But planet HR8799c unlikely to harbour life, as surface temperature exceeds 1,000C

Astronomers have detected water vapour and carbon monoxide in the atmosphere of a planet 130 light years away from Earth. However, the planet, known only as HR8799c, is devoid of methane, a gas that can indicate life, the researchers said.

Their analysis was performed using the most precise atmospheric measurements ever made of a planet outside our solar system. The levels of gases shed light on how the planet formed, from a cluster of ice crystals tens of millions of years ago.

Since the 1990s, astronomers have detected more than 1,000 planets beyond our solar system. HR8799c is colossal: about seven times the mass of Jupiter, the largest planet in our solar system. It circles a star with at least three other planets.

To take their readings, scientists peered at the planet through a telescope at the Keck Observatory in Hawaii, and used an instrument called Osiris to record incoming infrared light. At only 30m years old, the planet is young, extraordinarily hot, and easy to see in the infrared range.

Through detailed analysis of the planet's light, the team teased out chemical fingerprints of molecules in the atmosphere, which absorb different wavelengths of infrared. They found copious amounts of water vapour and carbon monoxide, but no traces of methane, according to a report in the US journal Science. The presence of methane can be a sign of life, as on Earth where it is a waste gas of many living organisms.

The presence of water in the atmosphere does not make the planet a contender for life either, the scientists said. "Even though we see water, we don't expect there to be any chance of life on this planet. There is no solid surface and it's really hot," said Quinn Konopacky at the University of Toronto. Surface temperatures on the planet are thought to exceed 1,000C.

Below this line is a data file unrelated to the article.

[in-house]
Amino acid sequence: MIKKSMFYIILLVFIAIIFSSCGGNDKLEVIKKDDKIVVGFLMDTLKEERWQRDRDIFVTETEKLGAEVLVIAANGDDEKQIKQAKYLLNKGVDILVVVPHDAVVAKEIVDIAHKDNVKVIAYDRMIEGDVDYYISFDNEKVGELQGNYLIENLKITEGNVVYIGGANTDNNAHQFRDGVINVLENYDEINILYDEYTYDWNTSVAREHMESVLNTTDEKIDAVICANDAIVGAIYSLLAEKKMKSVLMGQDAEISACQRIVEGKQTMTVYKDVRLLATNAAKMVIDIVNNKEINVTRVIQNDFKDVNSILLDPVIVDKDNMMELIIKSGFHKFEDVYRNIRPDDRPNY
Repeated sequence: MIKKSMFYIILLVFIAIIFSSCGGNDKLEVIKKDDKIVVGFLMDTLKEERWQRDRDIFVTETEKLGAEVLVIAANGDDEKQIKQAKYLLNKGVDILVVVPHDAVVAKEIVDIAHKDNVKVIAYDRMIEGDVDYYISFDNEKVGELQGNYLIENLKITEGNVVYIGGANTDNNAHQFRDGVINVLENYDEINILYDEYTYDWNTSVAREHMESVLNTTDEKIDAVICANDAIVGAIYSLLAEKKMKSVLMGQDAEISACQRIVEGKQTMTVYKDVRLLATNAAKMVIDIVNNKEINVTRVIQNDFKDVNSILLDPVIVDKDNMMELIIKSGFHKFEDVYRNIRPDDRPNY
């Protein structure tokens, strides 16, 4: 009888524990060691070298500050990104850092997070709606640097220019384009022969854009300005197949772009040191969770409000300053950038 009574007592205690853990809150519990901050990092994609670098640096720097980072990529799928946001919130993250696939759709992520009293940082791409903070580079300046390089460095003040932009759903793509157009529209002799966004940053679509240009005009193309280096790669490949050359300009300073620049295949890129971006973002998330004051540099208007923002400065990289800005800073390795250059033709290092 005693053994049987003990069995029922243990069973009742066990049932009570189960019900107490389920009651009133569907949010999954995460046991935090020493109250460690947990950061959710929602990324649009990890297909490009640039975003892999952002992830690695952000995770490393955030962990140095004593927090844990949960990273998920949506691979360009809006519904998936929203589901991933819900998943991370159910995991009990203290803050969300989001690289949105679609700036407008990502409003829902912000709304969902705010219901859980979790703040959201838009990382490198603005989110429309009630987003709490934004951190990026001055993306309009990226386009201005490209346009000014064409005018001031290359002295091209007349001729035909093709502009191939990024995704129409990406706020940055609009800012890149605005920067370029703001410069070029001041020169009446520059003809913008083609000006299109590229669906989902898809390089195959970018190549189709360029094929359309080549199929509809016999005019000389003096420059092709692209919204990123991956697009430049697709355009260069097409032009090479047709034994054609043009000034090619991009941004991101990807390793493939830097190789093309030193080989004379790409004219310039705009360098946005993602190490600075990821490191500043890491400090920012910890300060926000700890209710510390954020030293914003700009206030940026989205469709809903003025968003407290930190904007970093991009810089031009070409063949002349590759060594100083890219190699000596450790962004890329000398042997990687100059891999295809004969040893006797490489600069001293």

But the new measurements clarify how the planet came into existence. Its atmosphere has a high ratio of carbon to oxygen, which suggests it formed through a process called core accretion, when grains of water ice condense from a disc of material surrounding the parent star.

"These ice grains stuck together to make bigger ice chunks a few kilometres across, that kept colliding and building up the planet's solid core," said Konopacky. "The atmosphere came later, from gas that the planet attracted after it got big enough." Planets in our own solar system are thought to have formed the same way. The scientists now plan to analyse the atmospheres of other giant planets that circle the same star.

Astronomers hope one day to study the atmospheres of small, rocky planets similar to Earth, but these tend to be so small, and close to their stars, that the light from them is too faint for telescopes to detect. Researchers said it could be decades before the technology existed to do the measurements.

"If you wanted to do an Earth-sized planet, you really need a spacecraft and you really need a very dedicated spacecraft that was designed only for that purpose," said Bruce Macintosh, a co-author of the study, at Lawrence Livermore National Laboratory in California.

© Guardian News and Media 2013

[Artist illustration of planets via AFP]